I'll leave the heavy-duty, socio-legal stuff for another day. But here's an excerpt that illustrates Yoshino's ability to awe. It recounts a memory that fluttered through his mind when he attended the wedding of his college girlfriend. After Yoshino came out, he spent some time catching up with her as they re-immersed themselves in their shared love of poetry. At the time, she was about to transition from teaching English to entering medical school. Before making the transition, she decided that she wanted a tattoo of a blue star on her left shoulder blade. "The Blue Star" was the title of one of her favorite poems.
Janet and I fought over the tattoo. I told her that she had misconstrued the nature of time. In thirty years, I said, she would be an entirely different person, but the tattoo would still be there to embarrass her. Who was she, at twenty-four, to bind that future self? Janet responded that I was the one who had misconstrued time. She agreed that over the next years, she would change, that she would have to change. Yet she said if her future self was embarrassed by the star, she wanted it to be embarrassed. She was entering a time in her life when her commitment to poetry would become more endangered than ever, and she wanted to protect that commitment by writing it on her body. If she became a doctor who stopped reading and writing poetry, she wanted to hear the reproach of this younger self. My mistake, she said, was that I assumed people got wiser as they got older.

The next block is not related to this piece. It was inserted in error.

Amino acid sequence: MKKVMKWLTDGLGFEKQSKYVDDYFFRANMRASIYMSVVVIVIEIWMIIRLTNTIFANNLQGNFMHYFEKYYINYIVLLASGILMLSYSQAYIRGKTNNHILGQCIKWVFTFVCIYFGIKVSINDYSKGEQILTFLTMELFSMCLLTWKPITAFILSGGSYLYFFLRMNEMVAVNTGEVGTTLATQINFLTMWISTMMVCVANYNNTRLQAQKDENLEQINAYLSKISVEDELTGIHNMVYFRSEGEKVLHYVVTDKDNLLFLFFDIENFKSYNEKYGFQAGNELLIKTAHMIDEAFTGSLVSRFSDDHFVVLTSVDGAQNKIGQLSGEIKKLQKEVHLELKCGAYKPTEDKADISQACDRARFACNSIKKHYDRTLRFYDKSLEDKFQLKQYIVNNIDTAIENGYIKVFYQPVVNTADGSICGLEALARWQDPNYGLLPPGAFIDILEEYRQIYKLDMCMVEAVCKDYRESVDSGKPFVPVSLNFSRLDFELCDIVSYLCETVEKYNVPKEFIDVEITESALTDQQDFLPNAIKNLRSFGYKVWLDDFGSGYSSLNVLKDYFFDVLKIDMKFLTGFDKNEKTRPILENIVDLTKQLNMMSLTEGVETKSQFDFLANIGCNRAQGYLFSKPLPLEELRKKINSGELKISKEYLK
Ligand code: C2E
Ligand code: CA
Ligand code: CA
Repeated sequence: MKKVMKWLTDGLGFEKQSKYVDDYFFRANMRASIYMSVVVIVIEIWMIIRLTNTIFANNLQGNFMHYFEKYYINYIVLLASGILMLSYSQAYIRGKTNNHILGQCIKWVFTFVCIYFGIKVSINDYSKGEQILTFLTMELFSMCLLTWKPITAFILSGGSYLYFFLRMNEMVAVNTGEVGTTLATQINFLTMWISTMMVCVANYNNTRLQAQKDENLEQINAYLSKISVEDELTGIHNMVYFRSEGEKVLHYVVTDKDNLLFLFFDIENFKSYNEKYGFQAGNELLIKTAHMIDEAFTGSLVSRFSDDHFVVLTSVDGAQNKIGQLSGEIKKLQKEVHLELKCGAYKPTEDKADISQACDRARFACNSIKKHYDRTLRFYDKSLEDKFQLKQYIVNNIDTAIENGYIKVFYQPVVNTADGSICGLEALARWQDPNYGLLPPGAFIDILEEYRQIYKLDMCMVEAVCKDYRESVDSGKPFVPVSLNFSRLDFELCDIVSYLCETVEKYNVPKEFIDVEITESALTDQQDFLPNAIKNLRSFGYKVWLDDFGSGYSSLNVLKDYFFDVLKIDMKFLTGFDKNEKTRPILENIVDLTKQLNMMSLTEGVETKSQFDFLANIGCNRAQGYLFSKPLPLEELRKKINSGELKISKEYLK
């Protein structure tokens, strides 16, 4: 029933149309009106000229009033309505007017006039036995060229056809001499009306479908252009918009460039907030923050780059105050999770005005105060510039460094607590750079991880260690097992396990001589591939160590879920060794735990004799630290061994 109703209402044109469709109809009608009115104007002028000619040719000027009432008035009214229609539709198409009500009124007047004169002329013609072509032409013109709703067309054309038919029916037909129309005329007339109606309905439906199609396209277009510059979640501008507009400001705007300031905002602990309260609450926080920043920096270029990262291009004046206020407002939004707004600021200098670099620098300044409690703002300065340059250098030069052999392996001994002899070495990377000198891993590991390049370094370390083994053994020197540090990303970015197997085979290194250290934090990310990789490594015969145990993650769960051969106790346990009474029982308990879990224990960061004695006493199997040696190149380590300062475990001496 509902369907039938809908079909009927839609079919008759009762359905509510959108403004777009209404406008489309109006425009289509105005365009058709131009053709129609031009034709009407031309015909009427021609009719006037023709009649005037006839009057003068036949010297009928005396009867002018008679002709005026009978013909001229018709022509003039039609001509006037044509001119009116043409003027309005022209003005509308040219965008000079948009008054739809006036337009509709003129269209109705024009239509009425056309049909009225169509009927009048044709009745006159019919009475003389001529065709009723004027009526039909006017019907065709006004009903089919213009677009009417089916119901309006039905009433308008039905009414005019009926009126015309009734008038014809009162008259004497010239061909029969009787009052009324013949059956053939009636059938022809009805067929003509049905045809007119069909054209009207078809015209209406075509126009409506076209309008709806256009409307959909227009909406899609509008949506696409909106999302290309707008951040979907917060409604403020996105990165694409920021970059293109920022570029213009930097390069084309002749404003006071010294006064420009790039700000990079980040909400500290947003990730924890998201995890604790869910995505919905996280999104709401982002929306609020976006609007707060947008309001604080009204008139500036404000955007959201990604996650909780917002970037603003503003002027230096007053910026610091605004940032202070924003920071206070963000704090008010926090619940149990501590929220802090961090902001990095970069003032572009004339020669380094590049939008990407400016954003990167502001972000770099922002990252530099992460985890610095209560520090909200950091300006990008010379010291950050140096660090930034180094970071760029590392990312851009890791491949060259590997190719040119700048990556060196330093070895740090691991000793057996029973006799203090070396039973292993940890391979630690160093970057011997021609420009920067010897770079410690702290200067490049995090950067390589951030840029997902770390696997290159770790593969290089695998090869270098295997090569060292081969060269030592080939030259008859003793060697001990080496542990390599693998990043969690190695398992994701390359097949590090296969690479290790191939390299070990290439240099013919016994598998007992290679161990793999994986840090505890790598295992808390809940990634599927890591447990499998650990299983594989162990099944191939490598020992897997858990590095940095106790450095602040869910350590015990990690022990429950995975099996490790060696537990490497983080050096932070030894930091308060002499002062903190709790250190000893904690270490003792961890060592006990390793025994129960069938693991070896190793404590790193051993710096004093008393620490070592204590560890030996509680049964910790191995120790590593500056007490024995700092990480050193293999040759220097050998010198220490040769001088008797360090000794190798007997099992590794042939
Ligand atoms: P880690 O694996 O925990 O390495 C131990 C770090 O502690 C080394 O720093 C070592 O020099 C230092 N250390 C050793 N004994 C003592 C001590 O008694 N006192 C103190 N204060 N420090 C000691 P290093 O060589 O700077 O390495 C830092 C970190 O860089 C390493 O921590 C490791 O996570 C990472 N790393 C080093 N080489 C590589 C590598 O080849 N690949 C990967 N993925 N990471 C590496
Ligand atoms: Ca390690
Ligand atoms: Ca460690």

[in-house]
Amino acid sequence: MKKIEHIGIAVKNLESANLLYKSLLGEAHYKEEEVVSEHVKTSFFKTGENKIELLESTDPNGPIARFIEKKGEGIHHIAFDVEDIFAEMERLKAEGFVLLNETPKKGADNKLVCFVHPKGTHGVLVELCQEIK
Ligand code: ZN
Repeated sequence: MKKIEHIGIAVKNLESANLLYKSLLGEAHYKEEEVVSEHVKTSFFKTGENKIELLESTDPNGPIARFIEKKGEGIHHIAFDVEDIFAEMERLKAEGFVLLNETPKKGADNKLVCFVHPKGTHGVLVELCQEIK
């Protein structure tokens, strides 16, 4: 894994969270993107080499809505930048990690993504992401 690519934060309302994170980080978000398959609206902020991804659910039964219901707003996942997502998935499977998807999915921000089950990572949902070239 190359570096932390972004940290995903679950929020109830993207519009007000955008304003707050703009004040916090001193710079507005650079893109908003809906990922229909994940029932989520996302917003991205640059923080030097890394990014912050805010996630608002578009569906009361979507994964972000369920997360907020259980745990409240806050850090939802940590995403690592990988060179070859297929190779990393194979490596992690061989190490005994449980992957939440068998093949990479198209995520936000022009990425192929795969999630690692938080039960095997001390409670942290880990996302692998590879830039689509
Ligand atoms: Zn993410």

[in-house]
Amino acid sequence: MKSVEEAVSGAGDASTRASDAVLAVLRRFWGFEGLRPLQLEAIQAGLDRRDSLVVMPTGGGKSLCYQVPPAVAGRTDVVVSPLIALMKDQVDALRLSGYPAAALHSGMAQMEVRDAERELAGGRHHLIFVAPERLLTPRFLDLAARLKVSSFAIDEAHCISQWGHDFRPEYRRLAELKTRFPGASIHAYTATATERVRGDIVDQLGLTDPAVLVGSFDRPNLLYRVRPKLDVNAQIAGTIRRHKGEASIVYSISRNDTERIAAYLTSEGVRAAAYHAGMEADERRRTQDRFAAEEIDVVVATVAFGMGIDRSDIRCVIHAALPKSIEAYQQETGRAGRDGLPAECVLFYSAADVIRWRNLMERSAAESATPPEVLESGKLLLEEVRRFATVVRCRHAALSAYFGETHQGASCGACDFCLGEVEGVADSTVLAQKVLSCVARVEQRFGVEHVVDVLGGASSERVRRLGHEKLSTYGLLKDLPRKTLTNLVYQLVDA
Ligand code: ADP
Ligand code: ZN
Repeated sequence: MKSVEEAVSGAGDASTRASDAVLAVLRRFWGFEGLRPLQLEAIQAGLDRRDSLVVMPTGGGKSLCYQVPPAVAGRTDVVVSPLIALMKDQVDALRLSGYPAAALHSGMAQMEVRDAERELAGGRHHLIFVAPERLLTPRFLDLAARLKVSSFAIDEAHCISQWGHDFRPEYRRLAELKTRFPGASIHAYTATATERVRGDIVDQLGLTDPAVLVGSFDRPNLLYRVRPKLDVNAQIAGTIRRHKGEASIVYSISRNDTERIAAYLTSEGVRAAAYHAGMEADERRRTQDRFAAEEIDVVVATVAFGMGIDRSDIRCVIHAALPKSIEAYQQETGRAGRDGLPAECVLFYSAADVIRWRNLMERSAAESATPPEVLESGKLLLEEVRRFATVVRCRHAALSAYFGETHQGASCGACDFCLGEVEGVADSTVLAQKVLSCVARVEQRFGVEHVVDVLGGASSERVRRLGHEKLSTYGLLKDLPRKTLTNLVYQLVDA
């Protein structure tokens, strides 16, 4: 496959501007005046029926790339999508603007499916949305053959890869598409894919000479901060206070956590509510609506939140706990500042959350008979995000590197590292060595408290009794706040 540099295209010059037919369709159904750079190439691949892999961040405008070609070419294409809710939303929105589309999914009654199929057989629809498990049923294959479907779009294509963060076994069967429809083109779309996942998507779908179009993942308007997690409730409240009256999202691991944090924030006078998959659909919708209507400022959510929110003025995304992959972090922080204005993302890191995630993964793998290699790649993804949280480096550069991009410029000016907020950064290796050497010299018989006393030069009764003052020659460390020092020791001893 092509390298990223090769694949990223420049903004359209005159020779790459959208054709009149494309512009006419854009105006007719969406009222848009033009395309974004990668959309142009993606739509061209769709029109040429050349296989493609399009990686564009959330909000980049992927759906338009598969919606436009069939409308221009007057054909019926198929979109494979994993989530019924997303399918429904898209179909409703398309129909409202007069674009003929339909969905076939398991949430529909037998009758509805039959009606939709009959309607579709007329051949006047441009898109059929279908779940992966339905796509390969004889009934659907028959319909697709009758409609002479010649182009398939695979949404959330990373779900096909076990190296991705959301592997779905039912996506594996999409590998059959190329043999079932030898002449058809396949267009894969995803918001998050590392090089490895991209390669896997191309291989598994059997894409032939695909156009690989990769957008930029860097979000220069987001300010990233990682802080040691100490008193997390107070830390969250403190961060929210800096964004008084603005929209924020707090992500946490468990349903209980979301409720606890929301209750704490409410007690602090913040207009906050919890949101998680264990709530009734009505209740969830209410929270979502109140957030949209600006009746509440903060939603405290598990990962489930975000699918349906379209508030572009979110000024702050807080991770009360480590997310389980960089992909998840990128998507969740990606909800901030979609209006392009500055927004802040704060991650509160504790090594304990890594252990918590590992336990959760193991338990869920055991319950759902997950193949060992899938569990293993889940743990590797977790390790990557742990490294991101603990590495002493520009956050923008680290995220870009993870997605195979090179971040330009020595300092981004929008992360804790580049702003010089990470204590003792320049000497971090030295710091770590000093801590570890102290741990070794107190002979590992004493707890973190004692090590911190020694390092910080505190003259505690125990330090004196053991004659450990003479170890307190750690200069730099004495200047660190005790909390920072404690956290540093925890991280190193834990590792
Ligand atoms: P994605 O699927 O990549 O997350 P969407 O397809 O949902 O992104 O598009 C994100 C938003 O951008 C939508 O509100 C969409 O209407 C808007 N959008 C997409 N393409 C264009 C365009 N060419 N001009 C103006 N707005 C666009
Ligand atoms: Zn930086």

Reminds me of the days during my second year in college when my Philosophy of Law professor would implore: "Don't become a person ten years from now whom you'd hate right now." (Of course, he was a burnt-out assistant district attorney taking time off to teach.)